Debtors Anonymous (DA) is a twelve-step program for people who want to stop incurring unsecured debt. Collectively they attend more than 500 weekly meetings in nine countries. Those who compulsively incur unsecured debt are said to be engaged in compulsive debting and are known as compulsive debtors.
Eating Disorders Anonymous (EDA) is a fellowship of individuals who share their experience, strength and hope with each other that they may solve their common problems and help others to recover from their eating disorders.
Emotions Anonymous (EA) is a twelve-step program for recovery from mental and emotional illness. As of 2004 there were approximately 1,100 EA groups active in the United States.
Emotional Health Anonymous (EHA), was created from, Emotions Anonymous (EA) which is a twelve-step program for recovery from mental and emotional illness. Neurotics Anonymous is a predecessor of EA.
Families Anonymous (FA) is a twelve-step program for relatives and friends of addicts. FA was founded in 1971 by a group of parents in Southern California concerned with their children’s substance abuse. As of 2007 there are FA meetings in more than 20 countries and about 225 regular meetings in the United States.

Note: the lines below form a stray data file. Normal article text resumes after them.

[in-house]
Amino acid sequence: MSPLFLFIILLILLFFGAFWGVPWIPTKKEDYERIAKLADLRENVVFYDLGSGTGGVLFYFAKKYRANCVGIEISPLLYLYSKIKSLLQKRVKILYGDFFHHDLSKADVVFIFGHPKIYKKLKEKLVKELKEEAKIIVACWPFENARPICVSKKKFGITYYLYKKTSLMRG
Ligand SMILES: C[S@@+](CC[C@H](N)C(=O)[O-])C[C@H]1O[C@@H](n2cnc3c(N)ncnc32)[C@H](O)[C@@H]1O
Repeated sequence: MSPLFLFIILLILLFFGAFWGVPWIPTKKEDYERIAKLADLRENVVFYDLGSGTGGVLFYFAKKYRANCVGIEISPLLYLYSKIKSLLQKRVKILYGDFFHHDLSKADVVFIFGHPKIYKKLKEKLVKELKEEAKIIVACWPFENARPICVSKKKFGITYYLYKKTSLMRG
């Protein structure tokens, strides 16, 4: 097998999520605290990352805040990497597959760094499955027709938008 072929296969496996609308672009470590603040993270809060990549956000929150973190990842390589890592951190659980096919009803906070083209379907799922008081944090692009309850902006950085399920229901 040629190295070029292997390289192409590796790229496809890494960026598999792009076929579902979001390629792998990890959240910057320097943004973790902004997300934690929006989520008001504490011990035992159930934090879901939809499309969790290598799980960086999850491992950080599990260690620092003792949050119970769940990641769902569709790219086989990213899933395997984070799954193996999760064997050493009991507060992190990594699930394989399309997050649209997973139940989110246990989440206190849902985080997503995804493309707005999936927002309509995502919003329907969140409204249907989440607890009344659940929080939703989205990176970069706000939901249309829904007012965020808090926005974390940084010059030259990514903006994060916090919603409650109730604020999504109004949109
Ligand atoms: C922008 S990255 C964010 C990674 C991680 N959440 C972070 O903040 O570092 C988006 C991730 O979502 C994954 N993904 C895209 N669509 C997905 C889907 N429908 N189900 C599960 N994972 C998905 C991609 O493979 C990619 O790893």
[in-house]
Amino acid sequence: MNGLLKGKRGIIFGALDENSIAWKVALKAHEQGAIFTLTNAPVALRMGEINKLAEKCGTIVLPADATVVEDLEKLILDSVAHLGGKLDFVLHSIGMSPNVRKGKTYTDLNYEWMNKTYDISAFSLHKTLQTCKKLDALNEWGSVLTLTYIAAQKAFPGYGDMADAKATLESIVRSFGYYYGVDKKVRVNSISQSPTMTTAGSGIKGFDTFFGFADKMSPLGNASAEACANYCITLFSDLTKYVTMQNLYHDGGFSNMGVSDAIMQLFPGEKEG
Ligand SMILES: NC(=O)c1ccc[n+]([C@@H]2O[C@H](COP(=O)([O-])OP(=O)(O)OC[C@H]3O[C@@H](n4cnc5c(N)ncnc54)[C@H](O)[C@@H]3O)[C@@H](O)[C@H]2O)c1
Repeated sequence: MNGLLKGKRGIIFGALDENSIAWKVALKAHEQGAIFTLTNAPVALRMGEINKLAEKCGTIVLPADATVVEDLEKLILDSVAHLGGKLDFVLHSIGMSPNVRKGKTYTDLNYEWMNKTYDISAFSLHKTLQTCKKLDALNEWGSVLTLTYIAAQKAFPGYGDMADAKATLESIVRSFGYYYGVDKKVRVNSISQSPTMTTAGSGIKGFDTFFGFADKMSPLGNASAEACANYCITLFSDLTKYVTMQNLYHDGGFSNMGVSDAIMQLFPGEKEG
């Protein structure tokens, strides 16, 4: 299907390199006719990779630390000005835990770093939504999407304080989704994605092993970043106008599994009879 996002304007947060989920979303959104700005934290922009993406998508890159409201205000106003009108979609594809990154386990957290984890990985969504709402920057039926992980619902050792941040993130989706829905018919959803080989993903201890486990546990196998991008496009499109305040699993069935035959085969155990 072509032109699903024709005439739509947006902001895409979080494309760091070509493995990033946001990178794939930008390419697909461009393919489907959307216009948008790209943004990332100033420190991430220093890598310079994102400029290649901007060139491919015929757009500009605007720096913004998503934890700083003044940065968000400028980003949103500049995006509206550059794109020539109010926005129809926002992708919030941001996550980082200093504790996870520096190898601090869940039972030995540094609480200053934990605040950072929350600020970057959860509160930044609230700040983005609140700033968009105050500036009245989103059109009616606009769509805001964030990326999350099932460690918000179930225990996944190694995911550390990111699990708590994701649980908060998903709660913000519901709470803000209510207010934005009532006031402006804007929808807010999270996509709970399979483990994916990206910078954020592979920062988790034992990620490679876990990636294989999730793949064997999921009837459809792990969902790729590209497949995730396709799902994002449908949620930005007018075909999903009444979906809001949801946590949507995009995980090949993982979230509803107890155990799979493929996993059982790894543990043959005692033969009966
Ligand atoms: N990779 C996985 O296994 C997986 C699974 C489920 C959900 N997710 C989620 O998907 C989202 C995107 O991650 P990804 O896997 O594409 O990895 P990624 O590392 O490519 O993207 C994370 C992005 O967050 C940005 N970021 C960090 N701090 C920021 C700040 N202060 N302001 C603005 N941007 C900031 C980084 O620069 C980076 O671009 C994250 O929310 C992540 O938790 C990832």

Food Addicts in Recovery Anonymous (FA) is a twelve step program, based on the principles of Alcoholics Anonymous. Its members are people who could not control their eating behavior or were obsessed with food.
Food Addicts Anonymous is a twelve-step program for people with a bio chemical food addictions, patterned after Alcoholics Anonymous. The program is based on the premise that some people are addicted to refined high-carbohydrate foods and need to abstain from those foods in order to avoid overconsumption.
Gamblers Anonymous (GA) is a twelve-step program for problem gamblers. The only requirement for GA membership is a desire to stop gambling.
Gam-Anon and Gam-A-Teen for spouses and children of problem gamblers. In the USA only you can find a meeting or talk to a live GA volunteer by calling 888-GA-HELPS(4357).